June 21, 2002 Features & Images » Feature Story

Feature - Old school Squamish rock 

A fraternity of freeclimbers from the 1970s continues to pioneer new routes

Page 6 of 7

Considering how long Fraser has been climbing in the Squamish area it’s surprising he doesn't get credit for more routes.

"For him it was never about the volume of new routes, it was more about a defining style and approach," Foweraker says. He goes on to mention Fraser’s 24-hour rope solo of University Wall as an example of his athletic and mental discipline.

Another long time climbing partner of Fraser’s is Peter Croft, who now resides in Bishop California. But for years Croft was part of the Squamish climbing elite. He fondly remembers the good old days, describing them as like a family experience.

"You know, maybe you didn't like one brother but you liked the other, and really we were all friends to some extent," Croft says.

He also confirms the sort of oddball caché that rock climbers had 20 years ago.

"It was funny, here we were all pursuing this athletic pastime, but most of us were lousy at sports in school. Of course sport was the last way we would have described climbing."

Croft started climbing when he was about 17 and remembers Fraser back then as a "tiny little guy who would climb anything.

"I was watching Hamish and I think Greg Foweraker on this hanging sling belay off a cable tower, why they were there in the first place, I don't know, but they started yelping and freaking out from the electricity. I was sort of wasted at the time so I couldn't really help. They eventually managed to rappel off of it (the tower). But their gear stayed up there for a long time."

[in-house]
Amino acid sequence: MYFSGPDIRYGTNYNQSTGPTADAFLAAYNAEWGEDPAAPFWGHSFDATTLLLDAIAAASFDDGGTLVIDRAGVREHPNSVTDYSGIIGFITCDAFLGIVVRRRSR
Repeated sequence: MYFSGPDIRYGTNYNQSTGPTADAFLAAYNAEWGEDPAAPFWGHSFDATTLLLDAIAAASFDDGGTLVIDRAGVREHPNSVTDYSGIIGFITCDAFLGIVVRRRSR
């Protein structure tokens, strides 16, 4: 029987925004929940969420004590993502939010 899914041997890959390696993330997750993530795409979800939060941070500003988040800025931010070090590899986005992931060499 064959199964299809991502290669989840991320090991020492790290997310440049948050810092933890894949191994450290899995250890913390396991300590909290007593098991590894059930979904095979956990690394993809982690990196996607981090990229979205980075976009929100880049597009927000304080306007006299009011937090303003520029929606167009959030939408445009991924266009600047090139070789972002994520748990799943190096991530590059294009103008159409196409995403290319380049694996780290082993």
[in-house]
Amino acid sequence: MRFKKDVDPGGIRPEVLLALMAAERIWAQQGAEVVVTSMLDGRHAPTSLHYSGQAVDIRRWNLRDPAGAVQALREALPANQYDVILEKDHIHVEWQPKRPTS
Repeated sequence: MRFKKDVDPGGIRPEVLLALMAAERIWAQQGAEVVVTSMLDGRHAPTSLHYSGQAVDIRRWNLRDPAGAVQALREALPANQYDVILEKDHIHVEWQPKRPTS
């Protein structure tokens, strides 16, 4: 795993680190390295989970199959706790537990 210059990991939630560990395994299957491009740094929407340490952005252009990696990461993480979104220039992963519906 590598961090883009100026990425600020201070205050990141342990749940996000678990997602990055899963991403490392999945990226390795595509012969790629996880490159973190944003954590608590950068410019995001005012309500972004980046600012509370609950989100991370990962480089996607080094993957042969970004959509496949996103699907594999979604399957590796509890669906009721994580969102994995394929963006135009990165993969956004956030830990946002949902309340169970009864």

Later on when the two began to climb together Croft concedes that it was obvious Fraser was the most talented.

"On our first free ascent of Roman Chimney, we were on our 16 th pitch on top of the Grand Wall, when I was on a lead belay and looking down at Hamish, saw him slip. His feet were fully dangling and he was hanging by his finger tips, when as calm as could be he reached down with one hand, chalked up and executed a perfect one hand pull up."

Croft, unlike Fraser, has travelled a great deal – Scotland, Australia, Norway and Greece, to name a few. He admits to missing his time on the West Coast.

Readers also liked…

  • Sky-high

    Meet the people building North America's most extraordinary hut-to-hut network, the Spearhead Huts
    • Aug 23, 2018

Latest in Feature Story

  • The Fire that Saved Sun Valley

    A Whistler backcountry skier tours the scorched earth of Central Idaho
    • Apr 3, 2020
  • The power of perseverance

    We're at the forefront of bringing diversity to winter sports. Finally.
    • Mar 29, 2020
  • Walk This Way

    Going with the flow on the cutting edge of neuroscience at X Camp
    • Mar 22, 2020
  • More »

More by Alan Forsythe

© 1994-2020 Pique Publishing Inc., Glacier Community Media

- Website powered by Foundation